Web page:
Chinese Foreign Minister Makes Inroads With Modi Government
Image Credit: Wikimedia Commons

Chinese Foreign Minister Makes Inroads With Modi Government


In the first major diplomatic interaction between India and China since the Bharatiya Janata Party and Narendra Modi rose to power, Chinese foreign minister Wang Yi traveled to New Delhi to meet Indian foreign minister Sushma Swaraj. The two-day visit involved a broad strategic dialogue addressing the gamut of bilateral issues between India and China, but focusing mostly on economic matters and trade. According to Xinhua, “Wang [was] on a two-day visit to India as President Xi Jinping’s special envoy.”

The visit was notably warm, with positive rhetoric from both sides. Wang repeatedly praised Narendra Modi’s election victory, referring to him as an “old friend” of China. Wang was likely alluding to Modi’s interactions with the Chinese government as Chief Minister of Gujarat. Wang further commented that the rise of the National Democratic Alliance (NDA) government and Modi in India has injected a “new vitality into an ancient civilization,” expressing optimism that India would thrive under Modi’s leadership. Wang met with Swaraj on Sunday for a three-hour meeting which was described as “cordial, useful, substantive and productive” by the Indian side. On Monday, Wang met with Narendra Modi although scant details are available as to what the two discussed. Modi has highlighted China as an important partner for India. Despite his apparent enthusiasm for closer relations with China, during his campaign for prime minister, he took the opportunity in India’s northeast to condemn China’s “expansionist” behavior.

In New Delhi, Wang said closer ties between India and China would “contribute to the national resurrection” of both countries — hearkening back to the sort of rhetoric used by Indian and Chinese leaders in the 1950s, referring to their solidarity against Western imperialism and colonialism. Meanwhile, Xinhua, China’s state-run news agency, ran a commentary arguing that China and India are in reality strategic partners, not rivals. Following Wang’s visit to India, Indian President Pranab Mukherjee, in a speech before India’s parliament, stated that India would continue to pursue its strategic partnership with China as well. Xinhua took note of the fact that Mukherjee made a point of stating China before any other state in his speech, including Japan, Russia, and the United States. According to Times of India, Chinese premier Li Keqiang was the first foreign leader to call Modi after he assumed office.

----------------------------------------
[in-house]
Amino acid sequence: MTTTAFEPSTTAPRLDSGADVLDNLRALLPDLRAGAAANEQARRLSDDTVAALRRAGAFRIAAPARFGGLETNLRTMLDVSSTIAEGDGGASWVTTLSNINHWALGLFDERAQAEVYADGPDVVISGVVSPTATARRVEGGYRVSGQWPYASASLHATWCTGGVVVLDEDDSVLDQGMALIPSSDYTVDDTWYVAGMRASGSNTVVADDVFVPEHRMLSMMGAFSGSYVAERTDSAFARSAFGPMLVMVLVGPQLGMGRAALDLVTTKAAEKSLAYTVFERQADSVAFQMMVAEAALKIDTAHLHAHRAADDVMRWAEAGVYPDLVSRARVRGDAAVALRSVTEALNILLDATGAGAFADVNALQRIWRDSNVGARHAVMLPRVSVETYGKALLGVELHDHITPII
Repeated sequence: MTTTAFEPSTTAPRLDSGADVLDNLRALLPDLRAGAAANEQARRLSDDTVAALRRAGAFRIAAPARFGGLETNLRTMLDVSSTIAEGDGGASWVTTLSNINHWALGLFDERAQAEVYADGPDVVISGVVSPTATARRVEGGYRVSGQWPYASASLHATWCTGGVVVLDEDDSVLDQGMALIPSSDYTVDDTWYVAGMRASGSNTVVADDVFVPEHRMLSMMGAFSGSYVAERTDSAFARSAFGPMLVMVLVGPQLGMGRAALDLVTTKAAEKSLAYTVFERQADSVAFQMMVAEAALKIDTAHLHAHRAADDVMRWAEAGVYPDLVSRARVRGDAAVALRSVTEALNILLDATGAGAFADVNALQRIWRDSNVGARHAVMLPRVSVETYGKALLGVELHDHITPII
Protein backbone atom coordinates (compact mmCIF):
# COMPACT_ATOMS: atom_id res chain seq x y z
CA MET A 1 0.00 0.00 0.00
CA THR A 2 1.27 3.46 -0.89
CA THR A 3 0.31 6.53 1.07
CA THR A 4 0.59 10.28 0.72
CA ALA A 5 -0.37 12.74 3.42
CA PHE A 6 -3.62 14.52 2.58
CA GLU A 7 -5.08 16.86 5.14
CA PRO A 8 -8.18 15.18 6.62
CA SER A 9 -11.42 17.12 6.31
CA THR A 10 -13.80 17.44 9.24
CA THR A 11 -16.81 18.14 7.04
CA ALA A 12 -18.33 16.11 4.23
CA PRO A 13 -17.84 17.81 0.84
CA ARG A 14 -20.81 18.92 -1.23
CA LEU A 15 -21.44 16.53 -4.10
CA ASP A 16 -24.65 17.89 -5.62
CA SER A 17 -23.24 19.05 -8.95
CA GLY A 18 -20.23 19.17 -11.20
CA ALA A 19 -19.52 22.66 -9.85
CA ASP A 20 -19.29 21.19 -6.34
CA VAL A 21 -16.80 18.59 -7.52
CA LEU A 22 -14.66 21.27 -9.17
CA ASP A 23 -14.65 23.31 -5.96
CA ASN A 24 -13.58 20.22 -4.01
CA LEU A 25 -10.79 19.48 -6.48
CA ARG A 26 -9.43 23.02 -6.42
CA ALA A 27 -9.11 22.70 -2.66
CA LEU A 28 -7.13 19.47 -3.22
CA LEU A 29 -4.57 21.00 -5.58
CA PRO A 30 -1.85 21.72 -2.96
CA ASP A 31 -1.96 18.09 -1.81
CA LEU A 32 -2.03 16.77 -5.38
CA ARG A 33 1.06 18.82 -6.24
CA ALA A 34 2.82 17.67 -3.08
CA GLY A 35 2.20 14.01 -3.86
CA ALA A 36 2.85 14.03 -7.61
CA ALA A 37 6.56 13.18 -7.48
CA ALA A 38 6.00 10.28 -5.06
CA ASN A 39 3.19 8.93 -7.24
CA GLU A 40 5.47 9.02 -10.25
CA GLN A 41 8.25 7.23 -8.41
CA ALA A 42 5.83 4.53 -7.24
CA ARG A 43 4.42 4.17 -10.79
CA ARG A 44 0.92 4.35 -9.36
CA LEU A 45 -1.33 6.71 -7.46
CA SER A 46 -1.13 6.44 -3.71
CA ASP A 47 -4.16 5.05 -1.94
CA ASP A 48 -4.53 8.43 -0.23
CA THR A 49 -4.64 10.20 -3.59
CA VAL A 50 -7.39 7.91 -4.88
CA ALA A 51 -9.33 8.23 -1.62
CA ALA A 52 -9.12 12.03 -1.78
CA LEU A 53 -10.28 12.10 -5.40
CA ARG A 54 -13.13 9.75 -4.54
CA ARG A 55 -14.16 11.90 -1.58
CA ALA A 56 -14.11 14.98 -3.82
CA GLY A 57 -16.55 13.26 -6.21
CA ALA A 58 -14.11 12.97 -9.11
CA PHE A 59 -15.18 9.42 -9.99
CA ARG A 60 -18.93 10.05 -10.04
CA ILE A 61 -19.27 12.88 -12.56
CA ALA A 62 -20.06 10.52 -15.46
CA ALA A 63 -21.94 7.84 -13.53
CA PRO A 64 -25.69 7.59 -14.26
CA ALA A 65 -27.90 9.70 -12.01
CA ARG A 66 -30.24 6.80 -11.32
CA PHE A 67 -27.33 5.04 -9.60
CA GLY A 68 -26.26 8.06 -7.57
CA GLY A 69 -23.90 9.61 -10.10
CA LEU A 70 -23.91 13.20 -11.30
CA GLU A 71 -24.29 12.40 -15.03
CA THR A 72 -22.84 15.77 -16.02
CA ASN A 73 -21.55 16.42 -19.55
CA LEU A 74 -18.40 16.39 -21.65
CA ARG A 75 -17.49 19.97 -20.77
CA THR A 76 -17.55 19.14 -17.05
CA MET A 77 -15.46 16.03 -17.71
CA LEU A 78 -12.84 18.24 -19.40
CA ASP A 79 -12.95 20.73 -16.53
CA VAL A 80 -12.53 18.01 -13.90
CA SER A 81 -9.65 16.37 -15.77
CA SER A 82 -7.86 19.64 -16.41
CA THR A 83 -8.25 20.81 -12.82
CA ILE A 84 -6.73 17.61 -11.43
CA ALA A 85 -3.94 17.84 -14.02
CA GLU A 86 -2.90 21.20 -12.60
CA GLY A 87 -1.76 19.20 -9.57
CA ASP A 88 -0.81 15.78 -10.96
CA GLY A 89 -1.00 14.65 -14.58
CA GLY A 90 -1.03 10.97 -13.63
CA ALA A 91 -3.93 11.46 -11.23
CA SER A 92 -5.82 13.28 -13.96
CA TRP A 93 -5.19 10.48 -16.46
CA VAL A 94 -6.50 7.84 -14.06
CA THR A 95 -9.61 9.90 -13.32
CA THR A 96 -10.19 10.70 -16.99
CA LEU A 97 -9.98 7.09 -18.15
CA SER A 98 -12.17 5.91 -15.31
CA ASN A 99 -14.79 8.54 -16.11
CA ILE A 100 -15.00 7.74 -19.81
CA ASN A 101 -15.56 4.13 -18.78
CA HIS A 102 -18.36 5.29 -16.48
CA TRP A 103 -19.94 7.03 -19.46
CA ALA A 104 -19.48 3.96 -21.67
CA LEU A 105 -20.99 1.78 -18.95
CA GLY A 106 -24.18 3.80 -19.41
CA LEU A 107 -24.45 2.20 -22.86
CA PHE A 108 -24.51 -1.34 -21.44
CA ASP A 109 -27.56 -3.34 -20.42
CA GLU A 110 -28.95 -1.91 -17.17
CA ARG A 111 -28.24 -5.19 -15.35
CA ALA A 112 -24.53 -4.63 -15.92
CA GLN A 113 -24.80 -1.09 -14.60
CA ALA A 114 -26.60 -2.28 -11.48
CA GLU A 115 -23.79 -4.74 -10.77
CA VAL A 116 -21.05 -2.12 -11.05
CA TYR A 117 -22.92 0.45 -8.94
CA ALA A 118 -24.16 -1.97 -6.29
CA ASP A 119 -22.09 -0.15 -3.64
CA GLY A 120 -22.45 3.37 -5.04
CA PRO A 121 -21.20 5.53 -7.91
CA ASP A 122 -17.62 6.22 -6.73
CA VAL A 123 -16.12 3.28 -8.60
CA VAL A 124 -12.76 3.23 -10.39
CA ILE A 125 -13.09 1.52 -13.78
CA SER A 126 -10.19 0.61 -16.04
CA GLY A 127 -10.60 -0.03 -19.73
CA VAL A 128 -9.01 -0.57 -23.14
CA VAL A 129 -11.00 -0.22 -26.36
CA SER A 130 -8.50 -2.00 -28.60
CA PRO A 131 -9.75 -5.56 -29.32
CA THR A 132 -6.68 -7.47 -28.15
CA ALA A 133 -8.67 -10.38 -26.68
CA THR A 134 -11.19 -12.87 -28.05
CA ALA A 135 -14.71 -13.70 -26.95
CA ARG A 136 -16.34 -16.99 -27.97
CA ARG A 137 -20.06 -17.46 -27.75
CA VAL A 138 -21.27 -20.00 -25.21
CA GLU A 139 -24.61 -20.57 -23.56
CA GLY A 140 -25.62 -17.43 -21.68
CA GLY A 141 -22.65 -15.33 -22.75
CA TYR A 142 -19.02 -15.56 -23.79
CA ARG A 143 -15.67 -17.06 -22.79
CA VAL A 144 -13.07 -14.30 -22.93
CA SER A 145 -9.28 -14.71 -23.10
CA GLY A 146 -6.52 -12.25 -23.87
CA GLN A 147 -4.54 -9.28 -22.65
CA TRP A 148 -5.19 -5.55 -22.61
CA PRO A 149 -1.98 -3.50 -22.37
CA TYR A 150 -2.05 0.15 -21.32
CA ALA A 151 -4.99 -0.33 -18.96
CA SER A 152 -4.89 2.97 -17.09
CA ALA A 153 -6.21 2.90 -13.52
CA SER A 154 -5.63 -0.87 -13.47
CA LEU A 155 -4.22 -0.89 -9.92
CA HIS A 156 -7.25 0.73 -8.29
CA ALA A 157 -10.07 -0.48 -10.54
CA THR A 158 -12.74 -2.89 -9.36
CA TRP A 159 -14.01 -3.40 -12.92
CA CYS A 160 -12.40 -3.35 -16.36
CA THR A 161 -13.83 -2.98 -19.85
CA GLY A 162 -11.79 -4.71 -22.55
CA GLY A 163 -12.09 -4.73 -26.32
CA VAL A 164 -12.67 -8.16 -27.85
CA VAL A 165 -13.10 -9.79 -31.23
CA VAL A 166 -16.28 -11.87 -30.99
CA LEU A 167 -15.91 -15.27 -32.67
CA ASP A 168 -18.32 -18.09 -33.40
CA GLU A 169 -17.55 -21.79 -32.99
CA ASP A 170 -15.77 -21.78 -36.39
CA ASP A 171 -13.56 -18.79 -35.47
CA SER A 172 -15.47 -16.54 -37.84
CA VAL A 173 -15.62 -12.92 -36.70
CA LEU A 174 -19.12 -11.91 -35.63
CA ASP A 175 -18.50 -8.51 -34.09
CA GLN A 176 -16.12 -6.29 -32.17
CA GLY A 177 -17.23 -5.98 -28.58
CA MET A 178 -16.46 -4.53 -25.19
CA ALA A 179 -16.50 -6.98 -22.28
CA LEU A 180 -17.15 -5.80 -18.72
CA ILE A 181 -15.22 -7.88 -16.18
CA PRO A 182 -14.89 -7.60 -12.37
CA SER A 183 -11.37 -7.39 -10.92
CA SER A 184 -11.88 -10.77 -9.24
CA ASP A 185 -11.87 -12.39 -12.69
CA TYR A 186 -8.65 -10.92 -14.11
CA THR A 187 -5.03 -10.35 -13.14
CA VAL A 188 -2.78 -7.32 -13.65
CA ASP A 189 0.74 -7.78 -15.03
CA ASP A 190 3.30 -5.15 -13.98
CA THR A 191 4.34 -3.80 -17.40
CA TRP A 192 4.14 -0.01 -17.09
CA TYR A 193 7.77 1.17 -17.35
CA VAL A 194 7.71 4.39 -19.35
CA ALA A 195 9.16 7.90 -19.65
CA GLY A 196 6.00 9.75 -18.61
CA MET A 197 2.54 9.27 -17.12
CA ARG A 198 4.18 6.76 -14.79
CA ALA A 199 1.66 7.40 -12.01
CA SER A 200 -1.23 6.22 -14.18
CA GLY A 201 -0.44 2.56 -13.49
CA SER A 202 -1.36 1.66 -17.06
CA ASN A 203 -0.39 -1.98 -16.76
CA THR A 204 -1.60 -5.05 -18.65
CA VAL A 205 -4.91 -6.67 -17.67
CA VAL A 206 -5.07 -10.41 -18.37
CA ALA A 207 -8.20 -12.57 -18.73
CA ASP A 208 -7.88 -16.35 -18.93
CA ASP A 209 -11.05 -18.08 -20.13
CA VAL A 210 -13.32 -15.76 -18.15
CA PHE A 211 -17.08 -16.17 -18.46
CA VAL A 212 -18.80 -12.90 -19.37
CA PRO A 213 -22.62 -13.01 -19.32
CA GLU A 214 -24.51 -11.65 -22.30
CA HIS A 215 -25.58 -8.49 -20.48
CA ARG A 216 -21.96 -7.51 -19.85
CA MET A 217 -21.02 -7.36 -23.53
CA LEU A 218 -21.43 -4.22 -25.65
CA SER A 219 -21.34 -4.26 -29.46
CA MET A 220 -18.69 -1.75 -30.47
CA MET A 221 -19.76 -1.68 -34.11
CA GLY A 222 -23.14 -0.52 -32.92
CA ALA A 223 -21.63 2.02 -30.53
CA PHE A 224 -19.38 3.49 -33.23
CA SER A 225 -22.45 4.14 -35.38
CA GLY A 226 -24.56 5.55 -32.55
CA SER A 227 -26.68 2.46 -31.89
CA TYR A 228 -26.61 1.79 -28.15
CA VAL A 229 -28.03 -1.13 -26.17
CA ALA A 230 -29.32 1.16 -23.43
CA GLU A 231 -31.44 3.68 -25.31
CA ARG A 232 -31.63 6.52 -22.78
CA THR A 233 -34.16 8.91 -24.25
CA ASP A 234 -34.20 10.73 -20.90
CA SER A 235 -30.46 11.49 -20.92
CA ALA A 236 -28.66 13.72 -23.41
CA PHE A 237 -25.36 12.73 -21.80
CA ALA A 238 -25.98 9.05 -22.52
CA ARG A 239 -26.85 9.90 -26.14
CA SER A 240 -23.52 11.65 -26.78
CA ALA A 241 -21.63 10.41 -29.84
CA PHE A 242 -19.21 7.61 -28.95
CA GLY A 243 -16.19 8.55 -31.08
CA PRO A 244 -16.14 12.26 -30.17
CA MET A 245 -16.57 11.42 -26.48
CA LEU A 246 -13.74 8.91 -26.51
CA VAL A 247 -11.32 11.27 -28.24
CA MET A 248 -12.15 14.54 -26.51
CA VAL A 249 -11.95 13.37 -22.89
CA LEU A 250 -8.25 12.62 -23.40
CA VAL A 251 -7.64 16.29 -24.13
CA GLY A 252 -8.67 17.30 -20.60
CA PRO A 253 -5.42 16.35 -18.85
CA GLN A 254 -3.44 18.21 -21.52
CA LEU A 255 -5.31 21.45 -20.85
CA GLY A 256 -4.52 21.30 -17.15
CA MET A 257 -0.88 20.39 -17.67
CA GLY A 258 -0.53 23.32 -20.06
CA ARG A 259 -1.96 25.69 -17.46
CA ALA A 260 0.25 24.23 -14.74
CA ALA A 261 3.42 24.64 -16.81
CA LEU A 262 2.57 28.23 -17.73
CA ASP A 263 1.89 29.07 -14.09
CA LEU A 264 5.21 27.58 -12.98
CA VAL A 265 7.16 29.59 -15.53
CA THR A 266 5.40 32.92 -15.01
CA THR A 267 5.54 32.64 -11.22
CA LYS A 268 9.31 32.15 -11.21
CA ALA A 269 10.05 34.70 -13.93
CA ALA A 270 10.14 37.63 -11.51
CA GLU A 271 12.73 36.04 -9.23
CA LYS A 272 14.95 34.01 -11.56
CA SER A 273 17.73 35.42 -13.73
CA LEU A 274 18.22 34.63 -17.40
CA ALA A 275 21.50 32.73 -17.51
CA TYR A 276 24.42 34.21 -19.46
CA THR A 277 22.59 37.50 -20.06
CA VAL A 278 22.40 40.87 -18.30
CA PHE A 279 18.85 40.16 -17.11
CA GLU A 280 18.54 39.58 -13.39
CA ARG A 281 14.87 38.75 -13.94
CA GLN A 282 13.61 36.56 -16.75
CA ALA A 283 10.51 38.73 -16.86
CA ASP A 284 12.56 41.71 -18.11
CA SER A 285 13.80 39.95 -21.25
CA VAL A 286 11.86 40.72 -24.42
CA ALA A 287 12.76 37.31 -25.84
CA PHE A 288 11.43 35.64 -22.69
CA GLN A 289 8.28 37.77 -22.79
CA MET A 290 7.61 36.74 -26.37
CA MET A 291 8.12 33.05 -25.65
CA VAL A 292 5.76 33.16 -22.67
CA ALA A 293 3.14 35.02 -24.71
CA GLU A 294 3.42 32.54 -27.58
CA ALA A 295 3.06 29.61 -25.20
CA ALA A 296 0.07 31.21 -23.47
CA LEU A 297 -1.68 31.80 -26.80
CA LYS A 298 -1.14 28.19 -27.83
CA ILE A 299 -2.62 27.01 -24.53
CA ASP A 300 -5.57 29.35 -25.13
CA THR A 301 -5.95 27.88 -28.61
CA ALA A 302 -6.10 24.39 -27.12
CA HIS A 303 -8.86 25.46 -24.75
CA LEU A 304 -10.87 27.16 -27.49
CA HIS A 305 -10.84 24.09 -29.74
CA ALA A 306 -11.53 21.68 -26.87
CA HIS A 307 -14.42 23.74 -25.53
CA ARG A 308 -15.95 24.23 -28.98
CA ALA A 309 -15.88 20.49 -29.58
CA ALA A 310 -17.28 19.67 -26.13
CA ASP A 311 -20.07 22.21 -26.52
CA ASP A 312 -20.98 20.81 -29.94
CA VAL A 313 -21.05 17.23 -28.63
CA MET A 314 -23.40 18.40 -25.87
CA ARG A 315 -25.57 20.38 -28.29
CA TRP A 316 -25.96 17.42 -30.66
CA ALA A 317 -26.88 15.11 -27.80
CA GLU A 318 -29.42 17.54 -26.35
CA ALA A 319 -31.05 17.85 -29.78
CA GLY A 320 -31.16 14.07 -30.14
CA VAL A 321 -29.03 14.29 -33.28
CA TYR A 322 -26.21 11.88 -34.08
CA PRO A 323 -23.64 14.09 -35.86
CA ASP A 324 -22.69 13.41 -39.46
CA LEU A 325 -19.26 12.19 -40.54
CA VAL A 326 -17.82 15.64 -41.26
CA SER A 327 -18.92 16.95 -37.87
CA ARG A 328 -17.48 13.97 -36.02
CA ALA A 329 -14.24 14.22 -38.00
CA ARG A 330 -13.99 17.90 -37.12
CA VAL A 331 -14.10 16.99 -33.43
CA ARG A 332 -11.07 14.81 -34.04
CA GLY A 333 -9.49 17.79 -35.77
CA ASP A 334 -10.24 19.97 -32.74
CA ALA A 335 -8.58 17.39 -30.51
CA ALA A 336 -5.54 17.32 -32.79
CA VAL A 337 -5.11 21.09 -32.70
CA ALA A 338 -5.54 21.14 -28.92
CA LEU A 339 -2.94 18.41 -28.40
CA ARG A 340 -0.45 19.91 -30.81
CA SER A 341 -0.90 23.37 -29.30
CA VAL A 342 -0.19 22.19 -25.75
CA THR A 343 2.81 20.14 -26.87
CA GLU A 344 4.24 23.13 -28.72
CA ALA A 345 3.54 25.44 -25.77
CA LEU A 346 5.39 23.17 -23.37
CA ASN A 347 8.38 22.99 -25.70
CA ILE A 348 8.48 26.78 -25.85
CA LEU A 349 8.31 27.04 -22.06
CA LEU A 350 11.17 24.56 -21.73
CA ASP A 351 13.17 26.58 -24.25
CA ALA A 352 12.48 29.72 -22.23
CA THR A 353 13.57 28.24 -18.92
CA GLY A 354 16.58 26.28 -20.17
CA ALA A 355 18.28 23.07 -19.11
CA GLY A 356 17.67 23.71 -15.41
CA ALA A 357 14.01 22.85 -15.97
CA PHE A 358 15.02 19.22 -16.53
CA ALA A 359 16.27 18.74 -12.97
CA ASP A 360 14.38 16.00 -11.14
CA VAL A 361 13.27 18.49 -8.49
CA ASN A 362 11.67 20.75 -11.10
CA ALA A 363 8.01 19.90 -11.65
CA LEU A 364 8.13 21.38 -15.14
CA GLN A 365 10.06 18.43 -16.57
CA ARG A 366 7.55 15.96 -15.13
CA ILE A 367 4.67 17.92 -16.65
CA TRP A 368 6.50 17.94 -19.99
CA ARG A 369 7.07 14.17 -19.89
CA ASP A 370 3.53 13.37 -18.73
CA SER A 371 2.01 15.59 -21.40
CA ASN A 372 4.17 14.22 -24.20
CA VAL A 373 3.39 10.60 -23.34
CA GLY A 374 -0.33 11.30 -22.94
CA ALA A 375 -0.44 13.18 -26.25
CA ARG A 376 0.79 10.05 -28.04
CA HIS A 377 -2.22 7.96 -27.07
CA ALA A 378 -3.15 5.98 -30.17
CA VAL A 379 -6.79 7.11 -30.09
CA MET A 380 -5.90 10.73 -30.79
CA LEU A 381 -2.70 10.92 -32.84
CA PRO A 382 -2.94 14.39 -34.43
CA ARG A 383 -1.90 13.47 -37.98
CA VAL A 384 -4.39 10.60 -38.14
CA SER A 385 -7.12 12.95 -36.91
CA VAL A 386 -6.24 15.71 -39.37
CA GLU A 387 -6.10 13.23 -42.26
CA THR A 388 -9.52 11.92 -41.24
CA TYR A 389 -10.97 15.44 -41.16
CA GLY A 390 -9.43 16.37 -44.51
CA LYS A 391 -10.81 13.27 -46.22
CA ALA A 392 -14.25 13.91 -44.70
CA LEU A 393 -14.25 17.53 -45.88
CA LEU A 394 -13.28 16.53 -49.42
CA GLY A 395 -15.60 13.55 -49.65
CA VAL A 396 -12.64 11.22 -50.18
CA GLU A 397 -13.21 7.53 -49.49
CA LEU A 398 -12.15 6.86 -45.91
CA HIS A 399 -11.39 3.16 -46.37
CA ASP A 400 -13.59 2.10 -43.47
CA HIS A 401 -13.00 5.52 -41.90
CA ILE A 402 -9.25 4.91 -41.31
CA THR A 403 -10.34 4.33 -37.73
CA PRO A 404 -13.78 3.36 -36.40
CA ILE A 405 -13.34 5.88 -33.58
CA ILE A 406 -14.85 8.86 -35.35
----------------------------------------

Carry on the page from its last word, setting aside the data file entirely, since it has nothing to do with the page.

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During his 45-minute meeting with Modi, Wang conveyed a direct message from Xi Jinping:

Under your leadership, India will achieve greater development and progress. India and China are partners in long term strategic cooperation. Therefore, let’s work together to achieve peaceful cooperation and inclusive development for the benefit of our two people and in the interest of peace, stability and prosperity in Asia and in the world.

Xi is expected to visit India in the fall.

Rhetoric aside, the greater significance of Wang’s visit is that it reflects a desire in China to pivot the bilateral relationship with India away from tenuous and unproductive disputes and toward economic cooperation. China, and now India under Modi, see economic complementarities to be exploited for mutual gain. At the meeting between Wang and Swaraj, the two sides agreed to expand “pragmatic cooperation” (especially economic cooperation) at the intersection of China’s “march West” and India’s “Look Eastward” policies.

Modi’s top foreign policy objective seems to be gearing India’s foreign relations towards powering its economic growth. Accomplishing that objective with anything less than a positive relationship with China will be significantly challenging. Modi’s government has not yet addressed contentious economic issues between India and China such as India’s significant trade deficit with China.

Despite rhetoric on both sides favoring closer ties, India and China continue to have their share of problems. While Wang’s trip might by the first official interaction between the Chinese government and the Modi administration, the Chinese foreign ministry did protest Tibetan leader Lobgsang Sangay’s prominent place at Modi’s swearing-in ceremony on May 26. Meanwhile, one Indian newspaper reports that a classified Indian Intelligence Bureau report shows a build-up of Chinese forces in Pakistani Kashmir. For India, which is still reeling from the loss suffered in 1962 against China in many ways, entirely divorcing strategic economic cooperation from its perception of China as a major threat on its borders is unfeasible. India and China share two major territorial disputes along their Himalayan border — one, Aksai Chin, is currently administered by Beijing and the other, Arunachal Pradesh, is administered by New Delhi.

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